But the second form of this principle is always true—namely, that those who are most conscious of forgiveness will be most fruitful of love. The depth and fervour of our individual Christianity depends more largely on the clearness of our consciousness of our own personal guilt and the firmness of our grasp of forgiveness than upon anything else.

Why is it that such multitudes of you professing Christians are such icebergs in your Christianity? Mainly for this reason—that you have never found out, in anything like an adequate measure, how great a sinner you are, and how sure and sweet and sufficient Christ’s pardoning mercy is. And so you are like Simon—you will ask Jesus to dinner, but you will not give Him any water for His feet or ointment for His head. You will do the conventional and necessary pieces of politeness, but not one act of impulse from the heart ever comes from you. You discharge ‘the duties of religion.’ What a phrase! You discharge the duties of religion. Ah! My brother, if you had been down into the horrible pit and the miry clay, and had seen a hand and a face looking down, and an arm outstretched to lift you; and if you had ever known what the rapture was after that subterraneous experience of having your feet set upon a rock and your goings established, you would come to Him and you would say, ‘Take me all, O Lord! for I am all redeemed by Thee.’ ‘To whom little is forgiven the same loveth little.’ Does not that explain the imperfect Christianity of thousands of us?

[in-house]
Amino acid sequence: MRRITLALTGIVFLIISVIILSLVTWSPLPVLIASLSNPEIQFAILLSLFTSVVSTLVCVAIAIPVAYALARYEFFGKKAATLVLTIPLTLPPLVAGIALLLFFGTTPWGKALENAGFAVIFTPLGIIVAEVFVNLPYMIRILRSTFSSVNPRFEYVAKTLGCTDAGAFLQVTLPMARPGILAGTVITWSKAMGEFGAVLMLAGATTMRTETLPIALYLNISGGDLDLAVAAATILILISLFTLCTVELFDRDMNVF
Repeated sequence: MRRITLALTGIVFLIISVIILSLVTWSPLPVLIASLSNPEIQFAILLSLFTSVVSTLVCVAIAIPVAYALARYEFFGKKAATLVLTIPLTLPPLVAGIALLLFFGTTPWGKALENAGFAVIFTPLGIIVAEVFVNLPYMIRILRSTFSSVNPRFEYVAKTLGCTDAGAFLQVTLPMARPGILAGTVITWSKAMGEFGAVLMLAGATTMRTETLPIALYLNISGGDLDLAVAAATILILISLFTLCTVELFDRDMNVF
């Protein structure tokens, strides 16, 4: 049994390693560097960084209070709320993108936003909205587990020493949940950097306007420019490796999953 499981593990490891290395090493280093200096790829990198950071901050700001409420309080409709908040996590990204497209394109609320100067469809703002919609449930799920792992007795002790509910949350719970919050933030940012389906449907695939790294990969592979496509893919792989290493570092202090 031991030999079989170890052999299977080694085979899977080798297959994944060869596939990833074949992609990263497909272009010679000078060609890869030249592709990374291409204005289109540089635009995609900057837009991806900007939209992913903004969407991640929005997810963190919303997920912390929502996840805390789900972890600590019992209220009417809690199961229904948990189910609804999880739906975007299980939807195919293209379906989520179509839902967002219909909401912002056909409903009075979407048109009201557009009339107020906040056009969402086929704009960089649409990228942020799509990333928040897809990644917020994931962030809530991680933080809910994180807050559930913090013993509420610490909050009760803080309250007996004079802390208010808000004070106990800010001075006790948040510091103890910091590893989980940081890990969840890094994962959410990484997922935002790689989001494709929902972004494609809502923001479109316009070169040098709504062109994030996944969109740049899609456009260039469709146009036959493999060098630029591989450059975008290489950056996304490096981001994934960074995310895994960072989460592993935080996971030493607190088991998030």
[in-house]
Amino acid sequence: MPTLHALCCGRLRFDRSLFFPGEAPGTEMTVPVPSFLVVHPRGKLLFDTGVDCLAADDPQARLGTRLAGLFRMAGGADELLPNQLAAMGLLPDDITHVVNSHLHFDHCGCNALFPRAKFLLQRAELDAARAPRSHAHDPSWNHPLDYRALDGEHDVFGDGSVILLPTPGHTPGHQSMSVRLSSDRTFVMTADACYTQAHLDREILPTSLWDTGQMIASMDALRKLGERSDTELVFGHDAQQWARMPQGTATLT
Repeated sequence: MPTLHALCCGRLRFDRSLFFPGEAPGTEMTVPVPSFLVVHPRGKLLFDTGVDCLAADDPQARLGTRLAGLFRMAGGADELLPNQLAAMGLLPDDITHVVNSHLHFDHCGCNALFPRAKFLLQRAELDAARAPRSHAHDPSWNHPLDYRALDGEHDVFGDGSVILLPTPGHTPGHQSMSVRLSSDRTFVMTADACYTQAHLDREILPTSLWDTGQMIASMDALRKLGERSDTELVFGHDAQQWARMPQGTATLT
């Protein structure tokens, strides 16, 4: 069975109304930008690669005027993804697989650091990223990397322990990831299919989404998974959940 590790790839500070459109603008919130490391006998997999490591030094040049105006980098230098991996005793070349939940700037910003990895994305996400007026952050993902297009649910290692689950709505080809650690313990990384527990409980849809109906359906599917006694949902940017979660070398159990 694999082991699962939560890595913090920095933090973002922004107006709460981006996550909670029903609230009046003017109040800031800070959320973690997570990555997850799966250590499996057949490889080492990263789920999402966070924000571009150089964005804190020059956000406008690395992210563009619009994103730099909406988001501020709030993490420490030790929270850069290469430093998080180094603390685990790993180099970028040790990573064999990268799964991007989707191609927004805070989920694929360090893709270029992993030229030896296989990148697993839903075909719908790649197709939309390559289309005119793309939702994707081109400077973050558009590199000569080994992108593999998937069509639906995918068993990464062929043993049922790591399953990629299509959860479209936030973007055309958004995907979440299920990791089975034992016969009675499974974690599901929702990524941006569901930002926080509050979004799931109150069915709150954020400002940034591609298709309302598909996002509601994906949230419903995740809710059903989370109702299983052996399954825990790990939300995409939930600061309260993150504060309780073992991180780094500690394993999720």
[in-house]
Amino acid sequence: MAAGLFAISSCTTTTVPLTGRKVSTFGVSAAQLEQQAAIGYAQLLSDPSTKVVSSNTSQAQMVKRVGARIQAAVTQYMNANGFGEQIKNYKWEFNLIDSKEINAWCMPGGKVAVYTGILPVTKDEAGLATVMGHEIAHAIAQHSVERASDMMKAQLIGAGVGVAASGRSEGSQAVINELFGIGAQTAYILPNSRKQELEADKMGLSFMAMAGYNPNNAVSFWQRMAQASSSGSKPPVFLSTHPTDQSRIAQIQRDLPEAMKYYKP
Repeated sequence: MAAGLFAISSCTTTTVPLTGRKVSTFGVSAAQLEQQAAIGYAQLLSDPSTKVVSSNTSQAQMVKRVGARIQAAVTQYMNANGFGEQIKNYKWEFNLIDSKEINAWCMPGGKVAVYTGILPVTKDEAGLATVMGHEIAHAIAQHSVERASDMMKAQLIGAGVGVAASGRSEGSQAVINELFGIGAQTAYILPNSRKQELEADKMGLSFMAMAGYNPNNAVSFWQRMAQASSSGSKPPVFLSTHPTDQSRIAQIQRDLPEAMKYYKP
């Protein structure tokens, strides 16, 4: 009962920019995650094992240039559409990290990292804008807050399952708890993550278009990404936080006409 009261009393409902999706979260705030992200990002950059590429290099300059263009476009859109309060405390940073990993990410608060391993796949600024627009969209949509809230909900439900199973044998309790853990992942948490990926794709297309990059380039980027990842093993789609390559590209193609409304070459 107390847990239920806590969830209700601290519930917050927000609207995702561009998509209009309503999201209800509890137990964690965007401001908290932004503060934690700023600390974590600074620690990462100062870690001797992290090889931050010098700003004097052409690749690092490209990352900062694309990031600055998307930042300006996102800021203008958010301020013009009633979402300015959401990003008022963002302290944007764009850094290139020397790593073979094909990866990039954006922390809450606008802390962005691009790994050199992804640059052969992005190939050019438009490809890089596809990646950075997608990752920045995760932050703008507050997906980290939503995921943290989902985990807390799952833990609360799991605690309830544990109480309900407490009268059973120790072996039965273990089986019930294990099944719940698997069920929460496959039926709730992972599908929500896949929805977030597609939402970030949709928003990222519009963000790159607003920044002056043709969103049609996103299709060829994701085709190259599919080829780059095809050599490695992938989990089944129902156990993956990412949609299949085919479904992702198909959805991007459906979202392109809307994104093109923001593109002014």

Fifty pence and five hundred pence are both small sums. Our Lord had nothing to do here with the absolute amount of debt, but only with the comparative amount of the two debts. But when He wanted to tell the people what the absolute amount of the debt was, he did it in that other story of the Unfaithful Servant. He owed his lord, not fifty pence (fifty eightpences or thereabouts), not five hundred pence, but ‘ten thousand talents,’ which comes to near two and a half millions of English money. And that is the picture of our indebtedness to God. ‘We have nothing to pay.’ Here is the payment—that Cross, that dying Christ. Turn your faith there, my brother, and then you will get ample forgiveness, and that will kindle love, and that will overflow in service. For the aperture in the heart at which forgiveness enters in is precisely of the same width as the one at which love goes out. Christ has loved us all, and perfectly. Let us love Him back again, who has died that we might live, and borne our sins in His own body.